The Donut Division

First, at Pittsblog, there was the Custard Class, through which I expressed my surprise that Pittsburghers who prefer custard-filled donuts demand only one flavor of custard.

Next came the Cupcake Class, a phrase and concept that ranks among the most influential of Pittsblog products (even if the phrase itself, like the Custard Class, owes a great deal to Chris Briem).  The Cupcake Class is a pseudo-Floridian parody of the Creative Class concept that in a backhanded way speaks to what really matters in regional economic development.  The success of $4 cupcakes in Pittsburgh means in small part that there are people in town doing so well (or behaving so irrationally, or both) that they have cash to burn on overpriced pastries.  The success of $4 cupcakes in Pittsburgh means in much larger part that there are some clever and hardworking entrepreneurs among us, and kudos to them.

Today comes the Donut Division, so named because Dunkin' Donuts is back in town in a big way, and the local DD store across the street from my school in Oakland seems to be wiping the floor with the competition.  Every morning when I arrive I look across the street to see whether the line is short enough for me to squeeze inside and grab some coffee and a donut; usually, I have to pass.  In my classroom I survey the sea of student faces and do a silent, mental survey of coffee cups.  Where once there was an abundance of Starbucks, now the room is awash in Dunkin'.  There are some Panera's holdouts -- but the students confirm that they've made the best of a bad situation.  They, too, couldn't get into Dunkin' Donuts.

My Oakland location means that this particular DD is patronized almost exclusively by Pitt students, with a sprinkling of Pitt faculty, Pitt staff, UPMC faculty and staff, and the folks who work along Forbes Avenue.  Calling this group the "Donut Division" seems unfairly anecdotal and an empty vessel for economic or sociological observation.

But that sort of limitation belongs in academic journals, not in blogs.  So:

One possibility is that the Donut Division, rather than the Cupcake Class, represents the future of Pittsburgh.  Donuts or no donuts, college students and college graduates are one key to Pittsburgh's future, of course, whether or not they come from Pitt.  If those students are smart enough to spend $1 per donut rather than $4 per cupcake and to spend $1.50 on a cup of joe rather than $4 per latte, then they're as smart as we want them to be.  The future's so bright, I've gotta wear shades.

A second possibility is that Oakland's Donut Division is representative of a broader equilibrium in Pittsburgh.  Pittsburgh is a region of $1 donut lovers, as family-run pastry shops around the region will attest; the attention that I and others have given to cupcakes in recent years may be an inauthentic and inappropriate distortion of regional preferences.  Some here remember the ill-fated effort by Krispy Kreme to expand into Pittsburgh, a strategy thwarted by corporate greed more than anything else.  Even Dozen, the local cupcake-based empire, has acknowledged the limits of local snobbery: it has sold a beer-flavored cupcake. The DD awaits the ultimate re-validation of its premier status:  not coffee cups in Oakland classrooms, but a China Millman review of the best donuts in Pittsburgh.  Nothing over $1 should be considered.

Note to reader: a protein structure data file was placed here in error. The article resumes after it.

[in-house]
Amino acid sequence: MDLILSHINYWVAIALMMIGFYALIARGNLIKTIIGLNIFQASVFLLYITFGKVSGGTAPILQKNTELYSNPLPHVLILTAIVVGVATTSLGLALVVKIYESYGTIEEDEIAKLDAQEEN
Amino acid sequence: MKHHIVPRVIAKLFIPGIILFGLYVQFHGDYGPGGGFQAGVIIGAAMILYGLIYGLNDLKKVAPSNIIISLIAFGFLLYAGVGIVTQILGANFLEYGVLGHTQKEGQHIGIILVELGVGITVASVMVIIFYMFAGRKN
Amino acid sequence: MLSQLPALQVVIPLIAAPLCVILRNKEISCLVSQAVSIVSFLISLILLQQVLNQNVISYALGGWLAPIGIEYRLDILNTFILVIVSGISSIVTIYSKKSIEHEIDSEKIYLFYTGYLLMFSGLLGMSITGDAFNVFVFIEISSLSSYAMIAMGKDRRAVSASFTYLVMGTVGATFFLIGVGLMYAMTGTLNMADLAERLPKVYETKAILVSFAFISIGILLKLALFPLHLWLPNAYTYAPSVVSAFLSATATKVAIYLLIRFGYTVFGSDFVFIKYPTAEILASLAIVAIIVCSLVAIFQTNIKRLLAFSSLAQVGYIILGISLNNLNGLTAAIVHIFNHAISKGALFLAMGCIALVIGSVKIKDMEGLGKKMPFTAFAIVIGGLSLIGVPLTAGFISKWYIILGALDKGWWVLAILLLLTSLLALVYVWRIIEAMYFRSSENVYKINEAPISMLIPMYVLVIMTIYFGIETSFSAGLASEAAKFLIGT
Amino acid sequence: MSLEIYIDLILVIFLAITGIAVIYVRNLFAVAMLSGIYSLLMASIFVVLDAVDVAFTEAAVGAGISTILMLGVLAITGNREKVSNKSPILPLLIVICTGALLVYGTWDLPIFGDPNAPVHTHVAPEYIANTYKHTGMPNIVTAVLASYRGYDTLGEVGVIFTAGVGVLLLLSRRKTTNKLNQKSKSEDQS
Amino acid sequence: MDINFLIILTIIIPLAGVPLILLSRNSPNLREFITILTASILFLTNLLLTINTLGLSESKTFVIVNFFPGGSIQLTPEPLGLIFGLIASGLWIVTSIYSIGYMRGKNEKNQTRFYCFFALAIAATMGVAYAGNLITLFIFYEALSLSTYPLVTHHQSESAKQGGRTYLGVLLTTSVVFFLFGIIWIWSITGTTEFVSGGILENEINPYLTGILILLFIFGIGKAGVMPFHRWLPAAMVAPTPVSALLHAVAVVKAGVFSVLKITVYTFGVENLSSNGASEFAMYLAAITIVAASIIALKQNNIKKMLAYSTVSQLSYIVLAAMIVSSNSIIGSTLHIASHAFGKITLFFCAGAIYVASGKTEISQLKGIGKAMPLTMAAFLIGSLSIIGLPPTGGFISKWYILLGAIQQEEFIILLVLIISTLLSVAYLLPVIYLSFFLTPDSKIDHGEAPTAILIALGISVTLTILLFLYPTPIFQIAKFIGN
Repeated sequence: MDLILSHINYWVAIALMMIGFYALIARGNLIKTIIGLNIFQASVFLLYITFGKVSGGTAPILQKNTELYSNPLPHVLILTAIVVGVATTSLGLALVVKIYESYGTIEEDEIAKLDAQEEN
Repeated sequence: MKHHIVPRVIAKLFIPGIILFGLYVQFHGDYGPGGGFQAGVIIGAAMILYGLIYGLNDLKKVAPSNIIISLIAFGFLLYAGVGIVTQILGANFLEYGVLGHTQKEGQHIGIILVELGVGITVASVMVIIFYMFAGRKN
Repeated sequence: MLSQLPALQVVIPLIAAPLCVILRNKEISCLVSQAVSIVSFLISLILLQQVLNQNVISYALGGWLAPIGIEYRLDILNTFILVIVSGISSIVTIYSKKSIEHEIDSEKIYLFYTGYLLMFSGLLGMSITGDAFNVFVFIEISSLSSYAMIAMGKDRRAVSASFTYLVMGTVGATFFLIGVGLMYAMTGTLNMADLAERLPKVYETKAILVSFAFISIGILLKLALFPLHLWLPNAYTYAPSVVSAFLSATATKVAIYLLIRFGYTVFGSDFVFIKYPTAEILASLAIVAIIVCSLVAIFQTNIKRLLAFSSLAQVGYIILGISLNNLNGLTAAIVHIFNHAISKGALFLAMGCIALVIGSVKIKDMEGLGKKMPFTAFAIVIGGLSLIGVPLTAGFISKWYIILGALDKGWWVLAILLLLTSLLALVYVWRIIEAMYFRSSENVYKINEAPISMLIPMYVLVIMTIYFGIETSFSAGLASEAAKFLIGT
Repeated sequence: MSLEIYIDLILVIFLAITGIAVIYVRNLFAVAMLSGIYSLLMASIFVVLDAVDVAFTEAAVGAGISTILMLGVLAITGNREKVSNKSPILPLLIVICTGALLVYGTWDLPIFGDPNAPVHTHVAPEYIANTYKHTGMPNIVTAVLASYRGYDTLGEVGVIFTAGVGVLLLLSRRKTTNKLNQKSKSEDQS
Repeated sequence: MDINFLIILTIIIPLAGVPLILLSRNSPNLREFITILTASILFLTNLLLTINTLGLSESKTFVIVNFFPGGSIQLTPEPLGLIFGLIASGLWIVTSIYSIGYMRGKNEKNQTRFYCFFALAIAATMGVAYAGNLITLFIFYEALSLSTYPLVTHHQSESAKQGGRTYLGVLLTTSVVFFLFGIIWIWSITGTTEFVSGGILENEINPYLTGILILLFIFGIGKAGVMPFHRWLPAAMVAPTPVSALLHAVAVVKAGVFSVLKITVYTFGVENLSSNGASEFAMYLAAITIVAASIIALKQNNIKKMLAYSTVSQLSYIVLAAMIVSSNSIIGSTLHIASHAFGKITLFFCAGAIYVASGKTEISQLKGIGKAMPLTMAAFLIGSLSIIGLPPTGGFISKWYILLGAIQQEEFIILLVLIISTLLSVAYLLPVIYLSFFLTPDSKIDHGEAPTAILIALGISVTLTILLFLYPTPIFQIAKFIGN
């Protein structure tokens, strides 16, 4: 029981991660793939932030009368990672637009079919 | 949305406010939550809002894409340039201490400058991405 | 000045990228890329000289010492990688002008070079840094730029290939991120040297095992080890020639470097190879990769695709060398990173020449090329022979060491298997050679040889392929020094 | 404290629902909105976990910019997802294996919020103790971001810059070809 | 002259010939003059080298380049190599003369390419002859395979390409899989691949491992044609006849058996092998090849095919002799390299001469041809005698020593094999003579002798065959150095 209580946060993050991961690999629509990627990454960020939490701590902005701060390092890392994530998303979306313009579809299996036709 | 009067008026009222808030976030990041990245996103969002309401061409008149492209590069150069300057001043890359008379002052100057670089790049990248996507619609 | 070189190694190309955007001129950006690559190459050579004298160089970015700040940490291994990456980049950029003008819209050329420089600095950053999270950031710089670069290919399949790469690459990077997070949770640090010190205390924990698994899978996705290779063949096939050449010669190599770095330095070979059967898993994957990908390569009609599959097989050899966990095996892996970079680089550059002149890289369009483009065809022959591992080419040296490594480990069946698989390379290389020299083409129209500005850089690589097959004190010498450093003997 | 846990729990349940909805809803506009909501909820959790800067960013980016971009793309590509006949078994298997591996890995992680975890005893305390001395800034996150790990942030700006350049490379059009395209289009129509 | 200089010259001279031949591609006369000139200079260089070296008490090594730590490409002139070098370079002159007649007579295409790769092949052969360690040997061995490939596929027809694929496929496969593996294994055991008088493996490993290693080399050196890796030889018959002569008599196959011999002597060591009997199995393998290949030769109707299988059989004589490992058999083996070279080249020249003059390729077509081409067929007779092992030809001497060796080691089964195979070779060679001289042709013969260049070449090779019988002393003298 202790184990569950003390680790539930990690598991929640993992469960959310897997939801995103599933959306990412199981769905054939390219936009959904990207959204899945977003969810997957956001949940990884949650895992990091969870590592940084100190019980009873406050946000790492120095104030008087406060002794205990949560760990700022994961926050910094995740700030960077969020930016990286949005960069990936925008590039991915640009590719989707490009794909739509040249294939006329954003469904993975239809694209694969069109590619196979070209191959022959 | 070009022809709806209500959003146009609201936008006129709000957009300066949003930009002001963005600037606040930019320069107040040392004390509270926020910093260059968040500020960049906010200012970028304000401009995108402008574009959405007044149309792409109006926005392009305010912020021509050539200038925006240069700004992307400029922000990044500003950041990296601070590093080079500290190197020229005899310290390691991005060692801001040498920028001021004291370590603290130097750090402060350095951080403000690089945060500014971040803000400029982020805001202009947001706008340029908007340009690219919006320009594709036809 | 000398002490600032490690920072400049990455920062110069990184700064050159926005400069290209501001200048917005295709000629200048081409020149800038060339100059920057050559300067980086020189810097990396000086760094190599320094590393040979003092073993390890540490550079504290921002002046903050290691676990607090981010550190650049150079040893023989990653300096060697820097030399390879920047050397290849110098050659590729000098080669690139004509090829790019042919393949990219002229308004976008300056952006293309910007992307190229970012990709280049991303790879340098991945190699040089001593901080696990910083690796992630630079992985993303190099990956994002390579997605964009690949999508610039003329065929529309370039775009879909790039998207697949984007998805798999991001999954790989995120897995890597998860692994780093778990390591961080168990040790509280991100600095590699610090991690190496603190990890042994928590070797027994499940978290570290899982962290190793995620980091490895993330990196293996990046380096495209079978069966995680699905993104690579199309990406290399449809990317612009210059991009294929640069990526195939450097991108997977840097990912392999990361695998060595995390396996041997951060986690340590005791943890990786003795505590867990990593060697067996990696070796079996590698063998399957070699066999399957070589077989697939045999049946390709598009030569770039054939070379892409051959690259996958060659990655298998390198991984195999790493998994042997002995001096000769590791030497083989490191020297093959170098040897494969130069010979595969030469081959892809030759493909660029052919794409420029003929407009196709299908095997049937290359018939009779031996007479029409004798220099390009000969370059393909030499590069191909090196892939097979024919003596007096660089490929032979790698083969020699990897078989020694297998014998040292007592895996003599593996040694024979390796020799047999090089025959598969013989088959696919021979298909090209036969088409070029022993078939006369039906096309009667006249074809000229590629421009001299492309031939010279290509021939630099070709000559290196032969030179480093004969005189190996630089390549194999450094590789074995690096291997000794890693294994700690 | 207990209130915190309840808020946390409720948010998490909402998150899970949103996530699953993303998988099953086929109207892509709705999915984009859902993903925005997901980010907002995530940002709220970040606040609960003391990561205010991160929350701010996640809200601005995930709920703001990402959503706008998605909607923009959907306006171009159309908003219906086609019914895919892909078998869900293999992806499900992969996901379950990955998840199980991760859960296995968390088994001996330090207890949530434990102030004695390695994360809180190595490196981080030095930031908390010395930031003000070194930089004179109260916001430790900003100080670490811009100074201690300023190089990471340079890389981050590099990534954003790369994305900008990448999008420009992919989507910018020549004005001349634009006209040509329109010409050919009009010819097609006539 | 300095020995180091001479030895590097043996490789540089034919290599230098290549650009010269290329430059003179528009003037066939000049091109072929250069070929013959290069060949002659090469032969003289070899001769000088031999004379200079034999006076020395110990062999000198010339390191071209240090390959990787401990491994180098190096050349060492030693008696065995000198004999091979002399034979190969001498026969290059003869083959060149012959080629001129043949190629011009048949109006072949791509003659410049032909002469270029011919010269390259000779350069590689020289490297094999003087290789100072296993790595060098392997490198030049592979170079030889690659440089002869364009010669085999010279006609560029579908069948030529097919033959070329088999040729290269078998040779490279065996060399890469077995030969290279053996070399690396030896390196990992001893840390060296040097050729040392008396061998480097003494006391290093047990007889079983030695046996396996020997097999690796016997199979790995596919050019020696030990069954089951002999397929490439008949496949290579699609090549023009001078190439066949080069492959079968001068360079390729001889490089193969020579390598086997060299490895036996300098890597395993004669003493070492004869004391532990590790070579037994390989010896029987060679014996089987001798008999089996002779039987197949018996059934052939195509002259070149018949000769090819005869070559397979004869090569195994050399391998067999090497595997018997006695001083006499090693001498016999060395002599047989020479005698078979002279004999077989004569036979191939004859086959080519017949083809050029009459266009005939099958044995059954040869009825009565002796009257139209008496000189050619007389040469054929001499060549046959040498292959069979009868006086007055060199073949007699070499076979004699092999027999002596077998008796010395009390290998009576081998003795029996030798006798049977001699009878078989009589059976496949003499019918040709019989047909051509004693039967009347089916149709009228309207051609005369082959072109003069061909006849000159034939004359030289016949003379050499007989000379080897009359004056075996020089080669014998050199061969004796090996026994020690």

The truth, of course, is that none of this matters.  (Sorry to give away the joke, but I keep getting interview requests from writers who want me to really tell them why cupcakes are so popular.)  The Custard Class, the Cupcake Class, the Donut Division:  these are all the same thing.  It's breakfast, or a snack; tastes vary.  So-called "behavioral" economists will tell you that not every dollar in our wallets is valued the same in our weird semi-rational brains, just as not every calorie is equal in our imaginations.  We keep informal running accounts (of both dollars and calories!); some "count" against our overall wealth or health.  And some don't.  Discretionary spending at the margin, and discretionary eating, is somehow necessary, and maybe even efficient (not to say healthy), to living a tolerably happy life.

The Custard Class, the Cupcake Class, the Donut Division -- all of them, in other words, are keeping Pittsburgh from having a collective meltdown over the miserable excuse for a baseball team that masquerades as a once-proud franchise.

Comments

1 Response to "The Donut Division"

Anonymous said... 9/22/2010 8:36 PM

When I came to work in Oakland about 18 months ago, I was shocked at what little choice I had in supplying the team with morning niceties.

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Pittsblog 2.0 is written by Mike Madison, a law professor at the University of Pittsburgh. Send email to michael.j.madison[at]gmail.com. Mike also blogs at Madisonian.net, on law and technology. Chris Briem of Null Space drops by from time to time.

All opinions expressed at Pittsblog 2.0 are those of their respective authors and of no one (and no thing) else, least of all the University of Pittsburgh.

Pittsblog 2.0 has a motto: "It's steel good in Pittsburgh." Say it aloud, with a Pittsburgh accent.

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